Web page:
Lying Dormant

Nothing Blooms All Year

Nothing Blooms All Year

There’s a phrase I’ve seen on Facebook recently (although a quick Google search has failed to produce an origin, so call it ‘anon’) that says, “Nothing in Nature Blooms All Year Round.”

It’s been echoing in my head for the past few weeks because, hey, January.

I don’t do January well.

All the hubbub and frantic organisation (and, let’s be honest, shopping and gift wrapping – my two favourite pastimes) of November and December are replaced by the guilt of January.

There is shopping in January too, as it’s my daughter’s birthday, but that is overlaid with the guilt of how much I spent at Christmas. Add to that exhaustion after the holidays, erratic sleep patterns from having a lark daughter and an owl husband and son, and I’m quite frankly a wreck.

I’ve written before  (more than once!) about the January blues. I beat myself up that I can’t start writing the minute the children return to school. I become low.

This year has been no different. Except I’ve been playing Minecraft instead of mooching on Facebook. Same screen, different brain-dead.

And then that phrase: Nothing blooms all year round. It’s like a ray of winter sunshine in my head. Perhaps it’s okay that I sleep during the day, or hit the sack at 8pm (or both), hardly seeing my husband at all. Perhaps it’s okay that my mind is like sludge, and I crawled through 7,000 words of a new novel, (that’s 70%, as it’s a Chapter Book) and then realised the plot had a hole to end all gaping plot disasters.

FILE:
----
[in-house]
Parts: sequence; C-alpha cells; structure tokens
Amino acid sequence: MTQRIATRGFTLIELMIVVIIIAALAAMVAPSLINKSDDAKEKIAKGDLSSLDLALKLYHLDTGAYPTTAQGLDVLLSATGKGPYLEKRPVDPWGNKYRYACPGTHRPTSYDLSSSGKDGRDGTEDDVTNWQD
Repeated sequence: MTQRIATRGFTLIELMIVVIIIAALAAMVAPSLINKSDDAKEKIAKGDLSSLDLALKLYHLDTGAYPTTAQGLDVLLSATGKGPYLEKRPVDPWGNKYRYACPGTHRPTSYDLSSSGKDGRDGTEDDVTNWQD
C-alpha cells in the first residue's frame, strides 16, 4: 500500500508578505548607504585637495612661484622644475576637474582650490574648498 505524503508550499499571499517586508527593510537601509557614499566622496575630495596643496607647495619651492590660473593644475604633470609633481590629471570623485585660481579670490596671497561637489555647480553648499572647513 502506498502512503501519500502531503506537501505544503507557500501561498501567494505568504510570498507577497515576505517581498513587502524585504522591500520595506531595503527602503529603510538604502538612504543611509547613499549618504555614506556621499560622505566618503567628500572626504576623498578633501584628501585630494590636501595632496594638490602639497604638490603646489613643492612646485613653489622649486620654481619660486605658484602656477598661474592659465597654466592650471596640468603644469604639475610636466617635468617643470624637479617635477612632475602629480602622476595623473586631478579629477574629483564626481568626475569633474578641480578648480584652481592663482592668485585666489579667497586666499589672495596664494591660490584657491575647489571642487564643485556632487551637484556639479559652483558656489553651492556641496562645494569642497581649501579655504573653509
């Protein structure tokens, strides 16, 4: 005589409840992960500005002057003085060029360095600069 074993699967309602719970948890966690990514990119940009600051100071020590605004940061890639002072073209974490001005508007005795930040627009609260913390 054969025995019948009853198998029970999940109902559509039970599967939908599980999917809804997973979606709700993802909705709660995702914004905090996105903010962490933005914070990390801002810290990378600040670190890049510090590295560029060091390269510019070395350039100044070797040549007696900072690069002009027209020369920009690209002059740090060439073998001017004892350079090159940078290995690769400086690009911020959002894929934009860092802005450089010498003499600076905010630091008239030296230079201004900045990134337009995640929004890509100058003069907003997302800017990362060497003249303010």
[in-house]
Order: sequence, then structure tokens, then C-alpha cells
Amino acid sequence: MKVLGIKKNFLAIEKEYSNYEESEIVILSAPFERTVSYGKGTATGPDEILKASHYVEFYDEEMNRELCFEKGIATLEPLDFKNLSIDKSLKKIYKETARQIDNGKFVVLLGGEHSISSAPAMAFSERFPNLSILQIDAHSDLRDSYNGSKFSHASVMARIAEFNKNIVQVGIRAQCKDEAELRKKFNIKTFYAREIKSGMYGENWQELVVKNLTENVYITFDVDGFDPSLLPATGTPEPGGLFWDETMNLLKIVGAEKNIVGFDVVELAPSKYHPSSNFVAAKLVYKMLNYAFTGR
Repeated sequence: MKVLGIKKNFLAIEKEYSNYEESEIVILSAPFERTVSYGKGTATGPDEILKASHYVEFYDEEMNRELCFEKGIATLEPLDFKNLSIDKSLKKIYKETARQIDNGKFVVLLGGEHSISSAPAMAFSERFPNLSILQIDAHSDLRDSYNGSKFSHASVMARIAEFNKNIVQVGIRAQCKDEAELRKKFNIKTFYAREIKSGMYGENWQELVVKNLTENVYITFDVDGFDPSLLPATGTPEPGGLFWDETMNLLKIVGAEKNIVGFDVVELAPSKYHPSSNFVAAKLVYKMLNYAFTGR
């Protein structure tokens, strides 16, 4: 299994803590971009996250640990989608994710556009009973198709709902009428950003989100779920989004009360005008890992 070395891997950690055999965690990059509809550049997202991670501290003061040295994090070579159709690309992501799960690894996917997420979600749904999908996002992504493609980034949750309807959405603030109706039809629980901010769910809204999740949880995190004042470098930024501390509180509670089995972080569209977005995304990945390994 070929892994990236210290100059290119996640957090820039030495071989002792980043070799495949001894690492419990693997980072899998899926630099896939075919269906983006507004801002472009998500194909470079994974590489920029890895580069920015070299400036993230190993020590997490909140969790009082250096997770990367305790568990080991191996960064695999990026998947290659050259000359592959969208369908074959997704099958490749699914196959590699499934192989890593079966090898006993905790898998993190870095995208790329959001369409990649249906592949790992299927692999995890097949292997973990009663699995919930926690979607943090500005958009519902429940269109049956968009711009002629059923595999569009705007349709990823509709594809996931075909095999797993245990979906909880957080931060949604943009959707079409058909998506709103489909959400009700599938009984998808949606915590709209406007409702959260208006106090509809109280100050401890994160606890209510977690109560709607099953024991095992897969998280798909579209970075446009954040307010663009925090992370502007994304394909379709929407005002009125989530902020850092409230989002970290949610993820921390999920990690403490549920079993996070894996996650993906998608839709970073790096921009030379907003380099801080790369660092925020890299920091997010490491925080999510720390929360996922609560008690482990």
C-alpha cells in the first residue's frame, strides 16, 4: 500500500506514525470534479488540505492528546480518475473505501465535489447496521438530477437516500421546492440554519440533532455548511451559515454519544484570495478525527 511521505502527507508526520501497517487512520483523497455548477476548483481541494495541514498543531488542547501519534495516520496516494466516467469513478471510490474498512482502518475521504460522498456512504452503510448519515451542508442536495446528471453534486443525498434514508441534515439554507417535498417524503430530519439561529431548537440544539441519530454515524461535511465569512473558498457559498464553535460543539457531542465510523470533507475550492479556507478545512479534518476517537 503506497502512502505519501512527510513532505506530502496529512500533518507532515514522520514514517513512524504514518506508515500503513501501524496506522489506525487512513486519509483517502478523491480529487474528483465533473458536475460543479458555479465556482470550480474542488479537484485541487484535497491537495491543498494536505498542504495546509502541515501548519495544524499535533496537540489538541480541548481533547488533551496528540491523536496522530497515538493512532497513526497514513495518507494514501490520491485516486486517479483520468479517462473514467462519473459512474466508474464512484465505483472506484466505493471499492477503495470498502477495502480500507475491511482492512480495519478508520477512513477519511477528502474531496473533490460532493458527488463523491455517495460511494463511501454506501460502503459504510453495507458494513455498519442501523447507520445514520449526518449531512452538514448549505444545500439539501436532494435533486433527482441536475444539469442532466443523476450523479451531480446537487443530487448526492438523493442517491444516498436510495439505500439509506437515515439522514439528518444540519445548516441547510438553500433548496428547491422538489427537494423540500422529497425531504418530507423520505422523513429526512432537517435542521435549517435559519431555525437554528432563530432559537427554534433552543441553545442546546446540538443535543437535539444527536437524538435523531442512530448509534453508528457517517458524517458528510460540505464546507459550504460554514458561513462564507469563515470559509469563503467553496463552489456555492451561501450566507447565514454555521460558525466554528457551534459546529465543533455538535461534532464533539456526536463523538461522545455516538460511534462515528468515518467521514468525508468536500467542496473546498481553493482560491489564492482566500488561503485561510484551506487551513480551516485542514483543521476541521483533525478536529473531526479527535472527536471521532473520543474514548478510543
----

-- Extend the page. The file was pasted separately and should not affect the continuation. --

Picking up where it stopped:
Perhaps it’s okay just to think of myself as dormant, awaiting the spring sunshine to bring me back to life. The fact that I’ve written virtually the same post for the last two years shows it isn’t me being rubbish. Not really.

It’s just January.

My Mini NaNoWriMo

Latest incarnation of Alfie

Latest incarnation of Alfie

I wasn’t going to do NaNoWriMo this year. I am desperately trying to get an entry together for the Chicken House/Times Children’s Fiction competition, so I’m all about the red pen, not the free-flowing first draft.

Except.

I gave the latest version of my Alfie Stanton manuscript to my husband, waiting for applause, or at least constructive feedback and got … Nothing.

The story is doomed. I started it two years ago, with a character called George. Resurrected it for Chicken House last year, but had the first chapter trashed by a children’s editor so shelved it and entered Dragon Wraiths instead. In fact, after being told by the editor that maybe I wasn’t cut out to be an author if I wouldn’t break my manuscript down to the smallest part, I nearly quit writing for good.